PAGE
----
Some of those killed in yesterday’s elephant-trampling catastrophe would have earlier considered reviewing their life and trauma insurance arrangements, an insurance expert says.
And the families of those squashed by the angry beasts would be overwhelmed by the desire to communicate with the souls of their lost ones via psychics and other spiritual mediums, says a prominent clairvoyant.
In scenes reminiscent of the Battle of Panormus in 251BC, a herd of elephants turned on its masters and trampled to death a group of visitors in an animal wildlife park in Huntly on Sunday.
Retired door-to-door insurance salesman Bill Staines said that some of the eighteen people killed by the marauding elephants at Wilderlands Wonderpark would have discussed amongst themselves before the visit whether their life and trauma insurance arrangements extended to death or injury by elephant.
“You would be surprised at how many people discuss the levels of their coverage and the amounts of their excesses, even as they put themselves into such situations,” said Mr Staines.
“Indeed, I would not be at all surprised to learn that the tour guide took the victims through a detailed PowerPoint presentation on the insurance options available to them in respect of death or injury caused by animal trampling, focusing particular attention on the types of policies available and the extent of the coverage for each type of incident, before he took them into the elephant’s pen. I certainly would have.”
Mr Staines said the scenario was similar to the Battle of Panormus in 251BC, where the war elephants of the Carthaginians panicked and turned on their own troops, causing mass casualties.
“That battle saw the defeat of a Carthaginian army by the Romans, who were led by the consul Lucius Caecilius Metellus. The defeat was decisive for the warring parties, because it ensured the strategically important city of Panormus would not fall into the hands of the Carthaginians.
“The impact of this victory was profound. A Roman victory in Sicily would lead ultimately to success in the First Punic War, and was an important step towards Roman domination of the Western Mediterranean. The crushing of Carthage by Rome led in the end to many centuries of Roman rule, allowing Roman law, culture, architecture and engineering to spread. It also led to the rise of the Roman Empire, which in itself led to the rise of the Church, which in turn led to the Reformation and the Enlightenment, and so led to the modern democratic society we live in today.
“Many of the insurance policies we take for granted today would not even exist, had the Carthaginian elephants not on that historic day gone mad and trampled many of their own side to death.”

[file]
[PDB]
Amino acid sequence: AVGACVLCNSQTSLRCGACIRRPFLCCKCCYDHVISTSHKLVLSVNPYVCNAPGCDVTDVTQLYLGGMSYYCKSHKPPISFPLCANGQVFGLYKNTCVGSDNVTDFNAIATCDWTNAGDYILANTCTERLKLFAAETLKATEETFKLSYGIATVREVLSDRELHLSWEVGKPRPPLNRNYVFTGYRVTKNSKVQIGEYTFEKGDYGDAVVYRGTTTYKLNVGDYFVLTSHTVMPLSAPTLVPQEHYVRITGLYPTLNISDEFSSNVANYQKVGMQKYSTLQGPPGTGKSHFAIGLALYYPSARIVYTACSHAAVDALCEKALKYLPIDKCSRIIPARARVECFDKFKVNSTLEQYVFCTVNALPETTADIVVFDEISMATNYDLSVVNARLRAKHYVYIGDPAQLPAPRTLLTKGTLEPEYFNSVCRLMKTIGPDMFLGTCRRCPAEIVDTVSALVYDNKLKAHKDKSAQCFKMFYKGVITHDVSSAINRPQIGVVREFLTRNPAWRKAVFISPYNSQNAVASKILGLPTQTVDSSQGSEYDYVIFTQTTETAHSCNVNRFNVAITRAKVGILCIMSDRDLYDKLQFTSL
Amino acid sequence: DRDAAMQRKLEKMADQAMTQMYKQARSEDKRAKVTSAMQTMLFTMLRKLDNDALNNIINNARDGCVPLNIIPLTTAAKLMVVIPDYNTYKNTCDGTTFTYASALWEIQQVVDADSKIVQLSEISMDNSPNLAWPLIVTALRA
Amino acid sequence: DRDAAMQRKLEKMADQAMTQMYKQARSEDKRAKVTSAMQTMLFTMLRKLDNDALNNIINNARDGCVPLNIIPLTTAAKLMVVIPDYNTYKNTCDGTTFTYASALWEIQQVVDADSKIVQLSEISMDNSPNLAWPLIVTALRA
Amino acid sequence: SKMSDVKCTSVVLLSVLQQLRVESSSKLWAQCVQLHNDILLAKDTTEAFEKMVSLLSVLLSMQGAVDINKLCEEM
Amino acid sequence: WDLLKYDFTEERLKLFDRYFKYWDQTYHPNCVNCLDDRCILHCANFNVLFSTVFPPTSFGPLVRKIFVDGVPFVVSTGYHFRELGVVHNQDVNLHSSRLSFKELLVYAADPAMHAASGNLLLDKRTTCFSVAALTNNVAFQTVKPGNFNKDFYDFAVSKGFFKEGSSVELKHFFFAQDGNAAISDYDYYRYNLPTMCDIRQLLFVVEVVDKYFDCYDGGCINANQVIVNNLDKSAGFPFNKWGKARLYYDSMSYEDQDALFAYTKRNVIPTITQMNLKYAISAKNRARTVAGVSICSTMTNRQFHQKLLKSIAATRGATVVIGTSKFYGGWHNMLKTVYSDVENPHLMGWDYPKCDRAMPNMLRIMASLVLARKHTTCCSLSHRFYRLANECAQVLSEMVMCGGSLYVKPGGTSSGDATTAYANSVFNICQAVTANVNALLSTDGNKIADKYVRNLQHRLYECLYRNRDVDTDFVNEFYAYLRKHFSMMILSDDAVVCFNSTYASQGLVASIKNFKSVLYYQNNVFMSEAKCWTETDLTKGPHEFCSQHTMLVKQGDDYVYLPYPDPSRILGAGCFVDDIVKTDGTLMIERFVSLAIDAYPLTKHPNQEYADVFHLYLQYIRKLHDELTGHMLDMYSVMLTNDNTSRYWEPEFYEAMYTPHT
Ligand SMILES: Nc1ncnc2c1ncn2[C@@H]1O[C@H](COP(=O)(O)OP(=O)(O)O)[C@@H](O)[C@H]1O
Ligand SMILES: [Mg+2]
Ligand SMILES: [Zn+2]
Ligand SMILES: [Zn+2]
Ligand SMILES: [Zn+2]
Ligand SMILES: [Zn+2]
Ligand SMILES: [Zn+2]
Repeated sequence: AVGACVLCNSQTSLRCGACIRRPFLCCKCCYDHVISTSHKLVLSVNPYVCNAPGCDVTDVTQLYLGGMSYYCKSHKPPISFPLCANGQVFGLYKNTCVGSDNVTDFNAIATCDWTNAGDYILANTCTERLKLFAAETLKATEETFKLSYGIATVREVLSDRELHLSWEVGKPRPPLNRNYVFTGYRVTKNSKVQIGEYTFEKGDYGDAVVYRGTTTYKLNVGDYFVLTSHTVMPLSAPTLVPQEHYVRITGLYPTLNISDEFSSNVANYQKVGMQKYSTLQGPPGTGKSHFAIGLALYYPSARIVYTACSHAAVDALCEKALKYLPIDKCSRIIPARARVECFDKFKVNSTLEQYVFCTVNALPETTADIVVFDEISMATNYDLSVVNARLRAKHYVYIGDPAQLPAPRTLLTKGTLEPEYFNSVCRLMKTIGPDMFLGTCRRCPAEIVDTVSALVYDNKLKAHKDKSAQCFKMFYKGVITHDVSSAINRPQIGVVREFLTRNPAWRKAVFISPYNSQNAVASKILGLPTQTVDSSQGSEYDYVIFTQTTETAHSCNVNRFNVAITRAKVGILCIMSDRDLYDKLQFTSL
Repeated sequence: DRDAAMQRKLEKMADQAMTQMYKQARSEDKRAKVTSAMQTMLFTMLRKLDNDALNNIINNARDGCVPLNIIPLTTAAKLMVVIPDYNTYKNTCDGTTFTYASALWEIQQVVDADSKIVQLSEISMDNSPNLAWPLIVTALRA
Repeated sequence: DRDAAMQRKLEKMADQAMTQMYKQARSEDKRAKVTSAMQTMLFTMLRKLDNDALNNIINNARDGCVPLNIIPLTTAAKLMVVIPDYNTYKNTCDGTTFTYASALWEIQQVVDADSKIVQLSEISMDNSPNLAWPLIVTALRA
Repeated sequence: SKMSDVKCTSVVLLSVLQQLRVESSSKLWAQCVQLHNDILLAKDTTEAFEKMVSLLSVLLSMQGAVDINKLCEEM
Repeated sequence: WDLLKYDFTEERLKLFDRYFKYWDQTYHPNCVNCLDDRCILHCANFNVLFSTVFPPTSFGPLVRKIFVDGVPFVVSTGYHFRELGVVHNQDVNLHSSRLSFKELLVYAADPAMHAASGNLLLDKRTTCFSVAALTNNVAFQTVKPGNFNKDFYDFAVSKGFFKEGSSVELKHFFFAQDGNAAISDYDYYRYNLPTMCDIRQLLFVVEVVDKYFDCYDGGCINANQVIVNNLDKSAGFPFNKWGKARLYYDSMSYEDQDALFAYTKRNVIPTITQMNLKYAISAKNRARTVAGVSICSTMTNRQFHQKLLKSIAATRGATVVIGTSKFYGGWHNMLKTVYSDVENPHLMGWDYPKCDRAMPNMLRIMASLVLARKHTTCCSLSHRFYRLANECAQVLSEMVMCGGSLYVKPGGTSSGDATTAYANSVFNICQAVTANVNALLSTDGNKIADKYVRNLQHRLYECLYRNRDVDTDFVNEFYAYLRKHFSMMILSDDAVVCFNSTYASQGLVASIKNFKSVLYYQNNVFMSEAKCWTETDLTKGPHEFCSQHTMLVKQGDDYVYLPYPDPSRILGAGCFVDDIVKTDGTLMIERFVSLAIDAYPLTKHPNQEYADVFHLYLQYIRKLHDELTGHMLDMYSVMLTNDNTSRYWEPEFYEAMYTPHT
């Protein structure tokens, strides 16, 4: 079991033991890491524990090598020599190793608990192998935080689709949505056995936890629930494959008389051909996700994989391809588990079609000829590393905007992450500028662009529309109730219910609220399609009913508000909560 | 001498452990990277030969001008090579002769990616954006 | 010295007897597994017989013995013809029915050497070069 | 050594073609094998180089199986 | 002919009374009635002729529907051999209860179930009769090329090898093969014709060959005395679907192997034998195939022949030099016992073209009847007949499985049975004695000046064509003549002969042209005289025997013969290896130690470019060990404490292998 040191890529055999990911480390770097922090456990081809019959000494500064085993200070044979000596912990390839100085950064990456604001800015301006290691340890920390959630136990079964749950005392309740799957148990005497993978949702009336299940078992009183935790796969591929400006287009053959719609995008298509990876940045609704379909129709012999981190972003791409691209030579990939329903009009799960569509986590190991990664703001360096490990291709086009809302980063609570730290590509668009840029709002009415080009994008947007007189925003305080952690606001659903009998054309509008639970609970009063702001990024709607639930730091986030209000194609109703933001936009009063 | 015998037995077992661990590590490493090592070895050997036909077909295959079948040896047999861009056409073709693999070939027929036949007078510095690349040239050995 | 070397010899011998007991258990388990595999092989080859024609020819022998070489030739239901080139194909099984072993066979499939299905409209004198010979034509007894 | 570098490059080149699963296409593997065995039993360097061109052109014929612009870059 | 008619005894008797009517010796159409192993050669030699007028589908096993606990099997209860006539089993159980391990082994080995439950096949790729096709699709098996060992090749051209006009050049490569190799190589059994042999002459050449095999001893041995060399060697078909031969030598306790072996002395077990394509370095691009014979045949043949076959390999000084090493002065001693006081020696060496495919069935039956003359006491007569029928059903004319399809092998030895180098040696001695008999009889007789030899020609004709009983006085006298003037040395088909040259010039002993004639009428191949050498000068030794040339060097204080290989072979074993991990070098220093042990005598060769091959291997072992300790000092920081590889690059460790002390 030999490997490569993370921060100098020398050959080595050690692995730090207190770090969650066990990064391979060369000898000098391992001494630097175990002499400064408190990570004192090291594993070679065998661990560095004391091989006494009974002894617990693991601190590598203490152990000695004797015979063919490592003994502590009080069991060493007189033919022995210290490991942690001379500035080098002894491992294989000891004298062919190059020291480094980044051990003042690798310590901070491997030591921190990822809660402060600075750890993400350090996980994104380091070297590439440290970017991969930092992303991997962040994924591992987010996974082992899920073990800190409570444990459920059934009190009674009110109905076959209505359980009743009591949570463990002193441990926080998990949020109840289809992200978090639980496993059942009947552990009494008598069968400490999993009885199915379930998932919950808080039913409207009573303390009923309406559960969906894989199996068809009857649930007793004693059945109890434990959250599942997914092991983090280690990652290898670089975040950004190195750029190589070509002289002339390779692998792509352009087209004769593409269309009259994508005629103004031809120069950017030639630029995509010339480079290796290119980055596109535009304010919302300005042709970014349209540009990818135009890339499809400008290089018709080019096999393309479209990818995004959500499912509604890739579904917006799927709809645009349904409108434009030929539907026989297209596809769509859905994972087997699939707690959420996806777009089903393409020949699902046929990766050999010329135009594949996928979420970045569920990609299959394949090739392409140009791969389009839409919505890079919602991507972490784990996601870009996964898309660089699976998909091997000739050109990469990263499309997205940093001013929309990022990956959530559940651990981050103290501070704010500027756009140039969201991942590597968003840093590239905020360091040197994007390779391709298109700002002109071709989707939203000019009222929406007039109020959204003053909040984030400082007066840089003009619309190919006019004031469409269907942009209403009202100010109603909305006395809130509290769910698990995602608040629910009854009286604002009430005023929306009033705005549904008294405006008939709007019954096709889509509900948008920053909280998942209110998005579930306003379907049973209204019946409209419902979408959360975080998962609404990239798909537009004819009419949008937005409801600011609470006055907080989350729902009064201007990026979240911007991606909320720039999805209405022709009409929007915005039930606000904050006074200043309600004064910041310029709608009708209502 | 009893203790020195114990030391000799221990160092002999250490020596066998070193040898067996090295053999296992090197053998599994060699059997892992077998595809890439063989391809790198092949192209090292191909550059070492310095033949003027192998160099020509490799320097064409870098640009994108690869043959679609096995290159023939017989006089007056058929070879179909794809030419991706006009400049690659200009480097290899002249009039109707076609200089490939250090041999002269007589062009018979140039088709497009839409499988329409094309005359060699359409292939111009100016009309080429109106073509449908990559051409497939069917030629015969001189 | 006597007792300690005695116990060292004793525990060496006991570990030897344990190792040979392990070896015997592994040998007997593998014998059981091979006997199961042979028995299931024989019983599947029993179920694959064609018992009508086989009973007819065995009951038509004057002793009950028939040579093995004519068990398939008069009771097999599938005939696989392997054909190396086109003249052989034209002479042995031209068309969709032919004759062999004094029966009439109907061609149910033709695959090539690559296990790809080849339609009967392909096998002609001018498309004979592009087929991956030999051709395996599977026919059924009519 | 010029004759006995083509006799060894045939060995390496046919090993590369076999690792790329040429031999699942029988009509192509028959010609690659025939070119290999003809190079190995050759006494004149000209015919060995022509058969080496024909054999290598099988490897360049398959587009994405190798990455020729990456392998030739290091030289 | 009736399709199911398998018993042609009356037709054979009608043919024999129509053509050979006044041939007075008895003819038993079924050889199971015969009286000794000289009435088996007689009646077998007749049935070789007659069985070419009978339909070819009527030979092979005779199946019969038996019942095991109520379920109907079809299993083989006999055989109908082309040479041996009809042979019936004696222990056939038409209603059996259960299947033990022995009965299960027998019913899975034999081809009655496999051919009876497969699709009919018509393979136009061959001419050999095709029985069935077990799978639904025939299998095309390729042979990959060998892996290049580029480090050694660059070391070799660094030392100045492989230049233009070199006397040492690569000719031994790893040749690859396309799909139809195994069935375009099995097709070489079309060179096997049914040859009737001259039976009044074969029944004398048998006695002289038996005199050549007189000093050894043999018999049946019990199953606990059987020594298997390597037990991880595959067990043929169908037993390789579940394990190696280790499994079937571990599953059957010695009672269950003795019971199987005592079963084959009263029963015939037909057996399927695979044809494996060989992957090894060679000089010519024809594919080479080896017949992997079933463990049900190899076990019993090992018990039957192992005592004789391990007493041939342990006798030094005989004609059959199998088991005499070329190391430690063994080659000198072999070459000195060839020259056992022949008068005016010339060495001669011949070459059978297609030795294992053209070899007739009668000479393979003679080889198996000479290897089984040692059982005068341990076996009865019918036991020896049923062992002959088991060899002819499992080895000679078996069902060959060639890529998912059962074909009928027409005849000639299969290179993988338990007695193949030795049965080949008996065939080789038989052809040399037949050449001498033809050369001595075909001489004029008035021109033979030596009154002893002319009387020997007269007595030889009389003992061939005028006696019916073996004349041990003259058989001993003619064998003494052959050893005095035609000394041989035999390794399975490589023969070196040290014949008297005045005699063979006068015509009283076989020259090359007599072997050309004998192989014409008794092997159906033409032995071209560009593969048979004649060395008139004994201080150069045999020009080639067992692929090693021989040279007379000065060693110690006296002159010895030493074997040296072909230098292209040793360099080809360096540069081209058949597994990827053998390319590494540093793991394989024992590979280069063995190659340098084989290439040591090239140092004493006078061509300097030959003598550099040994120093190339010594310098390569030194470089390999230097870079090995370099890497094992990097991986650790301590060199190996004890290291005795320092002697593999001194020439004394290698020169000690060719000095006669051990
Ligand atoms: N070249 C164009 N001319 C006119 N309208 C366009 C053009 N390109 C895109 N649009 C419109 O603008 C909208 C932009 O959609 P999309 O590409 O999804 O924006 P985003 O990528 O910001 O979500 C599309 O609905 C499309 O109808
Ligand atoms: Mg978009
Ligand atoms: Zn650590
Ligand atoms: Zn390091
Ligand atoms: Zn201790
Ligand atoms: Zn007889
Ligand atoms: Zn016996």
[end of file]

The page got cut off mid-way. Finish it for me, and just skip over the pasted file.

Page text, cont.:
Clairvoyant and reality show host Madame Zoltar said that with a tragedy such as an elephant-trampling it was normal for grieving family members to want to communicate with the dead.
“The families are looking for answers,” said Madame Zoltar.
“The first thing they will be wanting to do, even before the police have cleared the scene, is ask questions of the dead and hear the voices of their loved ones from beyond the grave.
“It also would be normal for those relatives to have talked to each other about the need to communicate with their loved ones, before the accident took place.
“A well-prepared family will have a séance plan in place. Not necessarily anything formal, but at very least an understanding between themselves so that when the unthinkable happens they are ready.
“It’s a good idea to consider booking a psychic medium in advance whenever your loved ones decide to engage in any risky activities, such as going to a wildlife park, driving a car, or travelling Jetstar.
“And don’t forget to keep a fully-stocked séance pack ready in your basement in case disaster strikes.”
Madame Zoltar said that the families of the deceased would be overwhelmed with the “natural feelings” of remorse, if they had not put a séance plan in place beforehand.
Optometrist Jan Belsch said that the horrifying sight of a monstrous great grey wall of elephant bodies hurtling towards the victims may have caused some of them to consider their eyewear options during the last moments of their lives.
“If the terrifying last seconds of these poor people were more a blur than a very sharp series of images, then that could indicate they were in need of prescription glasses, or that their prescription needed to be updated,” said Ms Belsch.
“People need to prepare for the unexpected. Wouldn’t they want their last horrifying images of life to be crystal clear?”
Ms Belsch said that if families of the victims were having trouble with their eyes they may be suffering from an eye disorder. In that case they should seek help.